Comrades...I earnestly exhort you to observe faithfully the terms of the pacification agreed upon; and to discharge the obligations of good and peaceful citizens, as well as you have performed the duties of thorough soldiers in the field. By such course, you will best secure the comfort of your families and kindred, and restore tranquility to the country. 

Receiving their final orders, the Confederate Army marched across the field and faced the Union Army and began the surrender of arms.  

But first they paid honor to their flag. 

 Each man in turn touching and even kissing the flag before stacking arms.

During this ceremony, not a word was said by anyone.  It was a solemn and sad experience, with one spectator behind us even wiping her eyes as she softly cried as the arms were stacked.    
As I watched I recalled the words of a Confederate Veteran who said:  

"May justice and righteousness dwell in the land, may mutual tolerance and forbearance take the place of sectional jealousy and bitterness; may the God of love so completely fill the hearts and minds of  this people that the god of battles may nevermore find room in their thoughts; may the reign of the Prince of Peace speedily begin and His  blessed dominion extend over God's  beautiful earth." (Dr. H.T. Bahnson) 

The day ended with a show of unity before the memorial.  The armies marched in and saluted the two generals as they rode between them. 

Musicians sang patriotic songs of the era.....and folks gathered to commemorate the day with a Pledge of Allegiance to the Flag of the United States of America.

Many a son of the Old North State gave their life in this senseless war.  Over 600,000 men died....slaves were freed ....but it took 100 years for African Americans to be afforded equal rights.  There had to have been a better way.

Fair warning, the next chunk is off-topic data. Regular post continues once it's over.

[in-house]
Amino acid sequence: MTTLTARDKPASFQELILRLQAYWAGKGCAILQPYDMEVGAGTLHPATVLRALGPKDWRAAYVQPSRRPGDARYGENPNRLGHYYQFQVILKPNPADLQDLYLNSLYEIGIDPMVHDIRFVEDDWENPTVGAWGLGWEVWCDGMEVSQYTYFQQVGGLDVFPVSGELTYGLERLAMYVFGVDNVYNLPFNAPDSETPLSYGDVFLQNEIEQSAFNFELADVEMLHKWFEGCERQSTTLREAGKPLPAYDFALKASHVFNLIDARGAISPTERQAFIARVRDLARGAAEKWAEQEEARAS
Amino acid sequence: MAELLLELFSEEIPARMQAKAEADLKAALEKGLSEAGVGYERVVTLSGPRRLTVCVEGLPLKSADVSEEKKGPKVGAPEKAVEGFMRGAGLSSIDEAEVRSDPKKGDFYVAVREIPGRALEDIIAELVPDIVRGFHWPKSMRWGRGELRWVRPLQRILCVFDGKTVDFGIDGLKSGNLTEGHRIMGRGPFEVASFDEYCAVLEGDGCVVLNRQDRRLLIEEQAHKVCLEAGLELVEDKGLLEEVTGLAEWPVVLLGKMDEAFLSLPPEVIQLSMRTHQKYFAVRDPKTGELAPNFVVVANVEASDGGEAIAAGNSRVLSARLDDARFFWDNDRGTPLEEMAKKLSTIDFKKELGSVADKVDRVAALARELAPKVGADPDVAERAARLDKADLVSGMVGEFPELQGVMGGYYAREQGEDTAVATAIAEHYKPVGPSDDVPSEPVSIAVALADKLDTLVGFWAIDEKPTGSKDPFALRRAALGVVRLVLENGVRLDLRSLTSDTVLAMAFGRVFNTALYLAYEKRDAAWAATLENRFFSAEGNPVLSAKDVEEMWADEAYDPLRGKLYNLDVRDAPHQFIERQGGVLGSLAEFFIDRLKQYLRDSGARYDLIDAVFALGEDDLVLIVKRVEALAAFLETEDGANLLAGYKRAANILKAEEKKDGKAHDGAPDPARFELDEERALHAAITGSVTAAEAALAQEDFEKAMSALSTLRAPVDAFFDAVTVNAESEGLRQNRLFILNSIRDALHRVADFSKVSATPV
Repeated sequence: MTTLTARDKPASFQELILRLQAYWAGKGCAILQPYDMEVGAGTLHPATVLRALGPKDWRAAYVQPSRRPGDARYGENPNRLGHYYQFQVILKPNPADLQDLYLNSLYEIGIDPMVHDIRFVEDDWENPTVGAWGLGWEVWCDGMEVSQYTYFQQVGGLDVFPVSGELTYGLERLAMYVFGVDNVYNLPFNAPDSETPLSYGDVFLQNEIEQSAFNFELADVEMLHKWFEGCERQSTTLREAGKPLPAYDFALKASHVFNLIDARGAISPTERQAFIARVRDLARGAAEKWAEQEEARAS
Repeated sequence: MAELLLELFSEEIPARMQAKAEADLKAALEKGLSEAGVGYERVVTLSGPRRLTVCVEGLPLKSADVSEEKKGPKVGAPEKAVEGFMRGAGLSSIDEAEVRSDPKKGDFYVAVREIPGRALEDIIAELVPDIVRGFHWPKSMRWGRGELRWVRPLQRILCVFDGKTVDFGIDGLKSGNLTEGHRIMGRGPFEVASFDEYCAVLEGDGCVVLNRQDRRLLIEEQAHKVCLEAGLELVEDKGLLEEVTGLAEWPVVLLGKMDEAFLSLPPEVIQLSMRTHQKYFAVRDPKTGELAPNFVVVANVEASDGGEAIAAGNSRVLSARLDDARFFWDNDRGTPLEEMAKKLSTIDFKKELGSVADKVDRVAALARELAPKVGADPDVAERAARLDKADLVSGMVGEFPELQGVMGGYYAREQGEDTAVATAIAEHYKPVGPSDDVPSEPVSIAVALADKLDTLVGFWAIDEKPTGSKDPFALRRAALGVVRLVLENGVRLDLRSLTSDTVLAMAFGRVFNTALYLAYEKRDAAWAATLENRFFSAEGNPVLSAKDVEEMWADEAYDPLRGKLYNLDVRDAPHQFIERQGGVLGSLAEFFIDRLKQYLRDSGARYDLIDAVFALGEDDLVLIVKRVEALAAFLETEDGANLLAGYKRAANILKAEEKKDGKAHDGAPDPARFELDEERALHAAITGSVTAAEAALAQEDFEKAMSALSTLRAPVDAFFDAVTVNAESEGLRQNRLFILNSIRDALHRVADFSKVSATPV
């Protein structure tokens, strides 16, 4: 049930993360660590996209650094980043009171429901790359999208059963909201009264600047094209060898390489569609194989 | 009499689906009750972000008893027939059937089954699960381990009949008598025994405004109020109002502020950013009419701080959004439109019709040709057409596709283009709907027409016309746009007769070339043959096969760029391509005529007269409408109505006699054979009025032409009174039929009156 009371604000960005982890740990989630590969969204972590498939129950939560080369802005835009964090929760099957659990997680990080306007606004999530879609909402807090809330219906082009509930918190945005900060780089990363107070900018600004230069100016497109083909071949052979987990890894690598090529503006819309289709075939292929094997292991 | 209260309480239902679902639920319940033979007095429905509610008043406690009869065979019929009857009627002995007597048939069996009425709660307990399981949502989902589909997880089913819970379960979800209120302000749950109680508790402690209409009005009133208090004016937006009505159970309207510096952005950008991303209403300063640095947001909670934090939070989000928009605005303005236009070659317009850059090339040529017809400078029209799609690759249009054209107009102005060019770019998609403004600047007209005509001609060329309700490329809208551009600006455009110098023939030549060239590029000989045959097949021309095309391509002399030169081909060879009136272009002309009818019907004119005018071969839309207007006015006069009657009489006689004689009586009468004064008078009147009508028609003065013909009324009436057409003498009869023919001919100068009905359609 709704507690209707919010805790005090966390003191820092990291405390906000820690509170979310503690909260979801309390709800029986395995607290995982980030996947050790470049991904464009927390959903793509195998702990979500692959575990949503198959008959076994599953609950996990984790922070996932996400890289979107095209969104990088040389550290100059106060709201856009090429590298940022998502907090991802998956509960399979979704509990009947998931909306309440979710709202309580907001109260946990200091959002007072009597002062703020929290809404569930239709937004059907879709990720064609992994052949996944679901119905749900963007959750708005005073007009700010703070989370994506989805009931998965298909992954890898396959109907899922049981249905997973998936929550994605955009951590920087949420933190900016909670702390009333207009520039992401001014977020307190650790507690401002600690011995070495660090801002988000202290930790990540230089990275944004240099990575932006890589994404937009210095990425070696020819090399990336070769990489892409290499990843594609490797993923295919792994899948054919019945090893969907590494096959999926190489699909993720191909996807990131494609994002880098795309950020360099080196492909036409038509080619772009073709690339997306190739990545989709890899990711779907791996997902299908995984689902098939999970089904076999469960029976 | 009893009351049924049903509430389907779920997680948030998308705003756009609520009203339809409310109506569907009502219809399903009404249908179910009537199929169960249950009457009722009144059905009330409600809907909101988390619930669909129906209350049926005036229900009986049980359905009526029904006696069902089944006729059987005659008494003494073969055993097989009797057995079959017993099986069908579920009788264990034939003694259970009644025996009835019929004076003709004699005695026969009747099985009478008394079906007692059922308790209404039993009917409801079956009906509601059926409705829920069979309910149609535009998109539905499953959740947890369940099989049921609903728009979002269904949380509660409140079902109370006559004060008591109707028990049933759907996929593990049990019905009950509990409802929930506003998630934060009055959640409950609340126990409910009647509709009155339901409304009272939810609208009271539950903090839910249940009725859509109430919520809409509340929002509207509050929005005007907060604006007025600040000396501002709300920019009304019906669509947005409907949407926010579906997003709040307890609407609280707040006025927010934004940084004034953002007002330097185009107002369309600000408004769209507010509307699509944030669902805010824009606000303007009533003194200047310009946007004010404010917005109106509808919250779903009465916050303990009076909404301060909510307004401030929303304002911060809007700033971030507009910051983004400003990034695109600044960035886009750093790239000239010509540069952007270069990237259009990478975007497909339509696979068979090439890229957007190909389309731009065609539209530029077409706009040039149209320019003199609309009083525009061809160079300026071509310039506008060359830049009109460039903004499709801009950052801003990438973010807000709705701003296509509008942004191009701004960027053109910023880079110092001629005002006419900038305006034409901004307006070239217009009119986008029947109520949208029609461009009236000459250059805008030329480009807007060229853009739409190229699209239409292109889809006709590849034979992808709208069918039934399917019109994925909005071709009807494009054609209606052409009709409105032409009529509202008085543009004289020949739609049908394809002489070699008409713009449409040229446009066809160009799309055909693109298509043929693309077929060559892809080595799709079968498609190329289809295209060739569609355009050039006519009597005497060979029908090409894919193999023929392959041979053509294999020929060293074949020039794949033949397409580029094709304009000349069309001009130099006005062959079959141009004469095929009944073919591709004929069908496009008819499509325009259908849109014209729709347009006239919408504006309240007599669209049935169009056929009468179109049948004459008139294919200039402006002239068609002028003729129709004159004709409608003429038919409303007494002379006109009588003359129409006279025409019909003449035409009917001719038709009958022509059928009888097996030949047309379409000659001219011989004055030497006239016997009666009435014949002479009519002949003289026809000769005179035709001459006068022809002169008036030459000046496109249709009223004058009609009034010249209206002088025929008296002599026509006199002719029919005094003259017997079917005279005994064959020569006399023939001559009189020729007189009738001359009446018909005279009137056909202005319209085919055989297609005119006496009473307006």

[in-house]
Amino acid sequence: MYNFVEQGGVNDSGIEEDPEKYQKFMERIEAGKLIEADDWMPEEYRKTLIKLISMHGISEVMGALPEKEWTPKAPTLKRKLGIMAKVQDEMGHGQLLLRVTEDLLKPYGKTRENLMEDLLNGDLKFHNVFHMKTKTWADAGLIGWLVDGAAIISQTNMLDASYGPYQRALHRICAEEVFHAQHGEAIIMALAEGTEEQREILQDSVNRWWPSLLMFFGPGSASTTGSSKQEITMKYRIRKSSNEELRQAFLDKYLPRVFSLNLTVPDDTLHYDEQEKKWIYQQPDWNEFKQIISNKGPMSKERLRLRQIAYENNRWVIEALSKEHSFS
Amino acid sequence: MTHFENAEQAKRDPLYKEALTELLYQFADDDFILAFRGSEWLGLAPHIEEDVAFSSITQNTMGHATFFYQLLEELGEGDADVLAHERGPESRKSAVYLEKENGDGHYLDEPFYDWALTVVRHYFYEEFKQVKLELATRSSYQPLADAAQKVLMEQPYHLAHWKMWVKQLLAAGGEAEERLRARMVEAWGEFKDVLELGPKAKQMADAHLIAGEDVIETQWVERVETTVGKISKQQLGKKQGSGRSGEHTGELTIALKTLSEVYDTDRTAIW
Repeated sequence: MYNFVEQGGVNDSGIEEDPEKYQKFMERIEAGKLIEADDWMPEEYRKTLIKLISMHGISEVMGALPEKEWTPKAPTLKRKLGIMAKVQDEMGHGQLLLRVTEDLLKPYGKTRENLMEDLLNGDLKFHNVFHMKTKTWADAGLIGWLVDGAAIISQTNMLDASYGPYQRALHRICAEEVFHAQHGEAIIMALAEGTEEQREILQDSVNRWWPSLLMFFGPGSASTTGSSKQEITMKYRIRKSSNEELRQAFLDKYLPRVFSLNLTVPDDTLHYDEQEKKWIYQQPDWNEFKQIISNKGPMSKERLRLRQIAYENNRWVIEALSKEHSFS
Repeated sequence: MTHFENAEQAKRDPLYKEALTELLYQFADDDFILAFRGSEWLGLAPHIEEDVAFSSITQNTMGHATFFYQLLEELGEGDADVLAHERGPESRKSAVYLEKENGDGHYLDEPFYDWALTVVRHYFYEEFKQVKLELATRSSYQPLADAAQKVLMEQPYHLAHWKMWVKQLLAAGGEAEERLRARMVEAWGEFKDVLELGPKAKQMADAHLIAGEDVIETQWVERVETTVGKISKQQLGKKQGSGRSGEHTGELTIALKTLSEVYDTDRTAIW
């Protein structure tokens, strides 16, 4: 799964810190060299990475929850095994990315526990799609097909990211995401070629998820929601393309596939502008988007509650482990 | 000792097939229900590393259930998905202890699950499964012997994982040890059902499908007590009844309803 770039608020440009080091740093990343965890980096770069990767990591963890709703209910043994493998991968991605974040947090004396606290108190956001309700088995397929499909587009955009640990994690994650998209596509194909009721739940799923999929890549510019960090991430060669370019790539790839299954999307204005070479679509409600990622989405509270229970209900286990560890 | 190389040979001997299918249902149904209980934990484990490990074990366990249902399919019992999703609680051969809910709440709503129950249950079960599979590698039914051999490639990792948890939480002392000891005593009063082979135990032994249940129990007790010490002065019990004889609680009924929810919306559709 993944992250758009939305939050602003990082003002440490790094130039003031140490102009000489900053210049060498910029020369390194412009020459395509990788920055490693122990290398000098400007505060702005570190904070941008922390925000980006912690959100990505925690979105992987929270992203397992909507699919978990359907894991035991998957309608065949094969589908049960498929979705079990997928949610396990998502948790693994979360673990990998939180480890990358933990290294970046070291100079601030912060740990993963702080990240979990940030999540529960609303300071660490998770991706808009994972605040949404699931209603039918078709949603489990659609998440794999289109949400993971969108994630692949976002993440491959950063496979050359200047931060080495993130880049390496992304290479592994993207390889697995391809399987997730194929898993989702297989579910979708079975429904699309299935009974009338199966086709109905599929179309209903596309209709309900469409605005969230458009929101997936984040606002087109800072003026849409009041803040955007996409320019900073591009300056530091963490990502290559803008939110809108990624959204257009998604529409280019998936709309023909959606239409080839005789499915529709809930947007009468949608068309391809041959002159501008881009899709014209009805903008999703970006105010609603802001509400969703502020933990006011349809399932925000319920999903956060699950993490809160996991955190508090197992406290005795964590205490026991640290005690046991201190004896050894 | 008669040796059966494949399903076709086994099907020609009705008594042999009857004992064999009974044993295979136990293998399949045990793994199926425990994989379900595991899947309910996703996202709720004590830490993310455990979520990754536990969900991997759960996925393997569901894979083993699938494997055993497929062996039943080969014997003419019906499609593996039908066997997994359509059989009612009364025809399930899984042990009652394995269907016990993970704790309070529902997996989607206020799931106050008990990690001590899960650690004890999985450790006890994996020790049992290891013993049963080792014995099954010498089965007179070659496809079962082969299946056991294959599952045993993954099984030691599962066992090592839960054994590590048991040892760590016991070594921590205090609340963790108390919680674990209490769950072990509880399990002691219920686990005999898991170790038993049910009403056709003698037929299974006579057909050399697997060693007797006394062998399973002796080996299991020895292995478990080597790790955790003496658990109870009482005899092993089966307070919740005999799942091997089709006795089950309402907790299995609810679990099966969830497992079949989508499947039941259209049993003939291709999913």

It was not a hike.....but it was a great day. The Bennett Place is a great North Carolina Historical site to visit.  I even got to take a picture with the General.....not Uncle Billy....but General Joseph Johnston....a great American, soldier, congressman, patriot.....who became close friends after the war with William Tecumseh Sherman.  Overall a 10+ day!

I end with some shots of some interesting faces of the day.

Notice the sad looks.  I think everyone was in character today. 
Joseph E. Johnston stood bareheaded at the February funeral of General Sherman in New York.] A concerned bystander leaned forward. "General, please put on your hat; you might get sick." But Johnston would not. His warrior's heart would not let him deny his old friend a soldier's last honor. "If I were in his place," Johnston said, "and he were standing here in mine, he would not put on his hat." Ten days later, Joe Johnston was dead.
in To The Last Cartridge by Robert Barr Smith


  1. Tommy - enjoyed your take on the Bennett Place Surrender re-enactment. I publish a site called - basically a collection of maps showing all the trails in my area of Orange/Durham counties... gimme a shout next time you're headed to Eno River State Park or nearby - you might enjoy some of the State and National history of this area I could talk about while we roam the woods.

  2. thanks for your kind comments...I have accessed your site when I hiked Eno River and appreciate your detailed of my favorite winter time hikes....too hot in the summer!.....Hope we can meet up soon FBWG